Today’s topic is sportsmanship, that quality we all value so highly but speak of so rarely.
Let’s face it. Winning may not be everything, but it tends to be everything we talk about. Coming in second place, even out of an exemplary field of hundreds, is called losing.
Many pro sports figures appear never to have heard of the concept, and maybe it is an outdated notion in a world where embellishing injuries in soccer and chest-thumping after a hard hit in football are the norm.
Schools, however, still honor sportsmanship, even if it might not be apparent in every play at every game, and lessons in courage and compassion still come on the sports field.
At Hughson High, they came on the basketball court this season, as teammates cheered on senior Pablo Alvarez and even competing teams held back to let the young man with special challenges shoot.
“Some things happen once in your life,” head coach Tony Romero said at the team’s awards dinner in March. “Being able to see the inspiration he brought. Everybody’s different. Everybody’s got their limitations. But to see how he tried makes them think, ‘Well, maybe I can work that much harder.’ ”
I thought of that dinner and the incredible gift those athletes gave one another by their choices when I read a Facebook post by McDaniel College in Maryland about a sportsmanship award won by its swimmers.
I read it with special interest because our son swam on McDaniel’s tiny, Division 3 team this year, counting it among the most memorable experiences of his freshman year and why this Pitman High grad knew he had picked the right college for him.
The Centennial Conference team award for sportsmanship in 2013-14 went to Green Terror swimmers – yep, my Pride is now a Terror – after being nominated by a fellow swim team at Bryn Mawr College in Bryn Mawr, Pa.
The nomination was based on the McDaniel team cheering on last-in swimmers from the opposing team during meets. McDaniel head coach Jeff Hiestand is quoted in the post: “I think competition also provides us with the opportunity to help each other be the best we can be. I want our swimmers to understand the best way to help yourself is to help others.”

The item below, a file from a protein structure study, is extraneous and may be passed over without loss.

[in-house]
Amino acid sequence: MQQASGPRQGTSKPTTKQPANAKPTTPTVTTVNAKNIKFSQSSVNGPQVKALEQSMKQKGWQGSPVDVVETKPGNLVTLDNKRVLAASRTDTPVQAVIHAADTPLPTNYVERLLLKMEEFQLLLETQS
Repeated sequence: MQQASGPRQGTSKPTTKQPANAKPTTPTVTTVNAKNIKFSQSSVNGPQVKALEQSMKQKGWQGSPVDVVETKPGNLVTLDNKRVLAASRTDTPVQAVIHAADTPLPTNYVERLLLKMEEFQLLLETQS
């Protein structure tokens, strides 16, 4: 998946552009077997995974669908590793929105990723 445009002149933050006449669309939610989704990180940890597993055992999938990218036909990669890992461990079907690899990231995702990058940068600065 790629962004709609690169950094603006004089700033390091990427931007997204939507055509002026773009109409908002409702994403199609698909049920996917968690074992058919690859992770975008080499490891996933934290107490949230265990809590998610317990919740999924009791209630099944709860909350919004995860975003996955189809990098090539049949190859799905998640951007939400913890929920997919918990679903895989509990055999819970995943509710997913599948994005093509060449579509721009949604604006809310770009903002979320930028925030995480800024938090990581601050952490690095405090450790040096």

At the conference championship, McDaniel was the only team to stay through the morning session in support of the other competitors. Bryn Mawr head coach Nikki Whitlock, describing what for her was the defining moment, is quoted in the post. That moment came at the end of the longest racing event, when the stands were all but empty.
“The entire McDaniel swim team and Bryn Mawr team were on the poolside cheering on their teammates in the heat. One of the Bryn Mawr senior swimmers was finishing her last laps of the 66-lap race solo while the rest of the heat had finished.
“This swimmer had a goal time for her final race of her swimming career and she was just on pace to break that time. The Bryn Mawr swimmers were wildly cheering for our swimmer to keep her motivated and on pace. Every McDaniel swimmer and coach joined us! There was a wall of enthusiastic arm-waving athletes making that Bryn Mawr swimmer go faster.
“Our swimmer finished her race and broke her goal time by 4 seconds! Afterward, the McDaniel swimmers joined us in a congratulatory gauntlet on the pool deck. It was such a moment of pure love of the sport and competition. It was a reminder that every athlete counts, and the McDaniel’s swim team showed the true spirit of sportsmanship!” she wrote.
Here in this area, I must add, cheering for the underdog is something swim teams do pretty regularly. Over the years, we’ve had plenty of occasions to stand amazed at the sportsmanship of young athletes.
The future looks bright from the bleachers, and so many compassionate young adults will improve it.